When a gardener collects vintage postcards, especially vintage Christmas postcards, she quickly realizes she needs to narrow down her choices for which postcards to collect, or she will soon be overwhelmed with postcards.
So she decides to look for postcards that feature flowers and plants other than the traditional poinsettias, holly, and ivy.
Her eye is drawn to this card which features violets, one of her favorite flowers.
|Sent on Dec. 21, 1911|
Then she finds one with panies on it, also a favorite bloom.
|Sent Dec. 23, 1909|
Her horizons are expanded when she finds a card with both violets and lily of the valley on it.
|“With love to Aunt Georgie from Edna” – 1909|
She does a little on-line sleuthing and finds out that in days of old, lily of the valley pips were once forced into bloom for the holidays.
|No date on this one, but addressed to Mrs. Ruby Knight, Sheridan, Ind.|
It was a lucky find for her because now she buys pre-chilled lily of the valley pips and forces them into bloom for herself in the dark days of winter.
When a gardener collects vintage postcards, she is bound to find some cards with the Christmas Rose, Helleborus niger, on them.
|Sent in 1913|
They remind her to look for some in bloom at the store.
Later she found another card with the Christmas Rose on it.
This one also featured little elves, which reminded her of the tree fairies that come inside and mess around in Christmas trees, throwing ornaments to the floor and blowing out some of the lights.
Speaking of Auld Lang Syne, if you are Scottish she supposes heather is a seasonal bloom – at least it is on this card.
|No date, but based on the stamp, it’s British.|
She is not sure who thinks irises are a flower of the season.
|Sent in 1916, 100 years ago!|
But she definitely agrees that snowdrops can be seasonal.
|Sent in Michigan in 1908|
Though her snowdrops usually come up at the end of January or beginning of February, there are some fall blooming snowdrops that might bloom at Christmas time.
When a gardener collects vintage postcards, sometimes she buys one with no flowers at all on it.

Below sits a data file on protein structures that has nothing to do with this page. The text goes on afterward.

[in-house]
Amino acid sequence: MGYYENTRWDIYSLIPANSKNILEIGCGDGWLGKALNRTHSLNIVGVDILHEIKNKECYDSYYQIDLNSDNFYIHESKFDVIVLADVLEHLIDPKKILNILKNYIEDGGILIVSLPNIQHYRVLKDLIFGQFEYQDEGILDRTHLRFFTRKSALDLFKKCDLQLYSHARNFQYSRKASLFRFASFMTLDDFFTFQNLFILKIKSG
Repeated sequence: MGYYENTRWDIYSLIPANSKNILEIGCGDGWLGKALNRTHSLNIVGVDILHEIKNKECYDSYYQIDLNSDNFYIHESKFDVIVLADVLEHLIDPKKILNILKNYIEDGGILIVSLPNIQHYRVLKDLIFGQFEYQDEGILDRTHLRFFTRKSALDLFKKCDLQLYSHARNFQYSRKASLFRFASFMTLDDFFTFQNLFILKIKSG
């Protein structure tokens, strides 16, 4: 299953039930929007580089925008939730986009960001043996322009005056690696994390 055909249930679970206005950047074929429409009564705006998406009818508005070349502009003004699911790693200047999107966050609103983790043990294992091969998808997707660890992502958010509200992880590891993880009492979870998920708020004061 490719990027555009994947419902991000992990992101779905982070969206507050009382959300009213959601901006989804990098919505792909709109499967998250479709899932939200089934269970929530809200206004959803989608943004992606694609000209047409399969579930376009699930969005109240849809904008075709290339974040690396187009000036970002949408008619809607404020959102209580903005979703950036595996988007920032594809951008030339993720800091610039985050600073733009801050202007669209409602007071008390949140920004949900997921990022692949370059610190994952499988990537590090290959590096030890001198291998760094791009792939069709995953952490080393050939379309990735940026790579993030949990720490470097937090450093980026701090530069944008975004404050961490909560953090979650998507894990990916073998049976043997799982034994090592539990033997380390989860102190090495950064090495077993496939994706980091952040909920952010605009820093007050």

|From Bessie to Ella, 1916|
This one reminded her of the story of the Christmas Cottontail, which someday she plans to publish as a book.
And finally, when a gardener collects vintage postcards, she can’t pass on this one.
No gardener could pass up a card with a sentiment related to gardening, even if it does feature the most common of Christmas flowers, the poinsettia.
And so the season begins…
*Most of the postcards in my small collection date from the 1900s through the 1920s. Not all of them relate to gardening and flowers. Check that. All of the ones I really like relate to gardening and flowers. Otherwise, why have them?
When I saw the rabbit one, I immediately thought of your rabbit statue on the patio.
Lisa at Greenbow says
This is an intriguing array of postcards. Nice collection.
I have a few also and display them at Christmas. This year I found some thanksgiving cards in an antique store in Christiansburg, VA. He had boxes and boxes of them, all carefully divided into categories. Fun to look at and read the sweet notes. And nice to sit and rest a few minutes while shopping.
Alyse Lansing says
These are lovely! I've collected postcards in the past too. Love that you have translated what someone thought so long ago, into what you can do now. Even just the concept of an idea…it is amazing how it fades and then grows again. Gardeners really are the best people–even ones who seem like ghosts, our commonalities connect us. They are not gone.
I love your last postcard: "In the garden of your heart
may Christmas plant
ease and peace…"
and the Christmas bunny.
and the Snowdrops with the sunset.
So beautiful! Someone I went to high school and college with collects vintage postcards and sells them on eBay. She will love this post.
Takeshi Kenshin says
Wow. So beautiful. Thanks for your sharing
Hoover Boo says
Those are so lovely. Times and cards have changed so much, but at least the love of flowers continues.